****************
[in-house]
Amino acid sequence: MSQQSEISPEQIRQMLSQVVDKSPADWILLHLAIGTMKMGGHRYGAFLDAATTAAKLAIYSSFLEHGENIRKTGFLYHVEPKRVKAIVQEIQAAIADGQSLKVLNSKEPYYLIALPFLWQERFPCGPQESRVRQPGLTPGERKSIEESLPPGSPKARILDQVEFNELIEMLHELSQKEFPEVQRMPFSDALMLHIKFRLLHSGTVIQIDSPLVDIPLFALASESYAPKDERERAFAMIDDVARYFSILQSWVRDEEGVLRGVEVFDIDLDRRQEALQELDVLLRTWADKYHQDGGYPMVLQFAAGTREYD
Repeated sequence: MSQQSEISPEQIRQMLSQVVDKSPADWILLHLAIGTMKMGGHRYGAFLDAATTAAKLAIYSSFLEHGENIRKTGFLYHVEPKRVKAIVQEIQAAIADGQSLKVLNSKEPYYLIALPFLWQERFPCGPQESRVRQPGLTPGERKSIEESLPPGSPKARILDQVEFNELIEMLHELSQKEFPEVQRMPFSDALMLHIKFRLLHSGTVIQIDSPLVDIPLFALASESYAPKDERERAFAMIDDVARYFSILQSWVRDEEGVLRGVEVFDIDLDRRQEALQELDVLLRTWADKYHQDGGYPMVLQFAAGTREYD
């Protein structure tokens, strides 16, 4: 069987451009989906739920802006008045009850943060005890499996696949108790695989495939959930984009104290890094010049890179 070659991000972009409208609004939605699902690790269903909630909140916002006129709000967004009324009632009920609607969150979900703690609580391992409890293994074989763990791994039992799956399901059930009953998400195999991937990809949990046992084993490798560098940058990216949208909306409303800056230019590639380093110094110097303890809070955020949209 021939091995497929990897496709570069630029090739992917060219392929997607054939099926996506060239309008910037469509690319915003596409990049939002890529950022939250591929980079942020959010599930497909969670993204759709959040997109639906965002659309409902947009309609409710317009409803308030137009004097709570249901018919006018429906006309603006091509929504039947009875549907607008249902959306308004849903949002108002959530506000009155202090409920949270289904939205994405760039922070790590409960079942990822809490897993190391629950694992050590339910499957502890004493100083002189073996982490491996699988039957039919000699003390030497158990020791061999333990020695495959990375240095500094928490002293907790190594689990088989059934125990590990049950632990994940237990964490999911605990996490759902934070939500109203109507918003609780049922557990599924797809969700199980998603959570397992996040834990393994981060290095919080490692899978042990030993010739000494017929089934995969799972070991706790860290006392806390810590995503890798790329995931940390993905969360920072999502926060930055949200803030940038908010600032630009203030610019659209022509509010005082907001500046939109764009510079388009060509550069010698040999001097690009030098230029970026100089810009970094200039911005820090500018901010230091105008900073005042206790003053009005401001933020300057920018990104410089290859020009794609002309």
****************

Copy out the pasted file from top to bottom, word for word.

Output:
[in-house]
Amino acid sequence: MSQQSEISPEQIRQMLSQVVDKSPADWILLHLAIGTMKMGGHRYGAFLDAATTAAKLAIYSSFLEHGENIRKTGFLYHVEPKRVKAIVQEIQAAIADGQSLKVLNSKEPYYLIALPFLWQERFPCGPQESRVRQPGLTPGERKSIEESLPPGSPKARILDQVEFNELIEMLHELSQKEFPEVQRMPFSDALMLHIKFRLLHSGTVIQIDSPLVDIPLFALASESYAPKDERERAFAMIDDVARYFSILQSWVRDEEGVLRGVEVFDIDLDRRQEALQELDVLLRTWADKYHQDGGYPMVLQFAAGTREYD
Repeated sequence: MSQQSEISPEQIRQMLSQVVDKSPADWILLHLAIGTMKMGGHRYGAFLDAATTAAKLAIYSSFLEHGENIRKTGFLYHVEPKRVKAIVQEIQAAIADGQSLKVLNSKEPYYLIALPFLWQERFPCGPQESRVRQPGLTPGERKSIEESLPPGSPKARILDQVEFNELIEMLHELSQKEFPEVQRMPFSDALMLHIKFRLLHSGTVIQIDSPLVDIPLFALASESYAPKDERERAFAMIDDVARYFSILQSWVRDEEGVLRGVEVFDIDLDRRQEALQELDVLLRTWADKYHQDGGYPMVLQFAAGTREYD
């Protein structure tokens, strides 16, 4: 069987451009989906739920802006008045009850943060005890499996696949108790695989495939959930984009104290890094010049890179 070659991000972009409208609004939605699902690790269903909630909140916002006129709000967004009324009632009920609607969150979900703690609580391992409890293994074989763990791994039992799956399901059930009953998400195999991937990809949990046992084993490798560098940058990216949208909306409303800056230019590639380093110094110097303890809070955020949209 021939091995497929990897496709570069630029090739992917060219392929997607054939099926996506060239309008910037469509690319915003596409990049939002890529950022939250591929980079942020959010599930497909969670993204759709959040997109639906965002659309409902947009309609409710317009409803308030137009004097709570249901018919006018429906006309603006091509929504039947009875549907607008249902959306308004849903949002108002959530506000009155202090409920949270289904939205994405760039922070790590409960079942990822809490897993190391629950694992050590339910499957502890004493100083002189073996982490491996699988039957039919000699003390030497158990020791061999333990020695495959990375240095500094928490002293907790190594689990088989059934125990590990049950632990994940237990964490999911605990996490759902934070939500109203109507918003609780049922557990599924797809969700199980998603959570397992996040834990393994981060290095919080490692899978042990030993010739000494017929089934995969799972070991706790860290006392806390810590995503890798790329995931940390993905969360920072999502926060930055949200803030940038908010600032630009203030610019659209022509509010005082907001500046939109764009510079388009060509550069010698040999001097690009030098230029970026100089810009970094200039911005820090500018901010230091105008900073005042206790003053009005401001933020300057920018990104410089290859020009794609002309």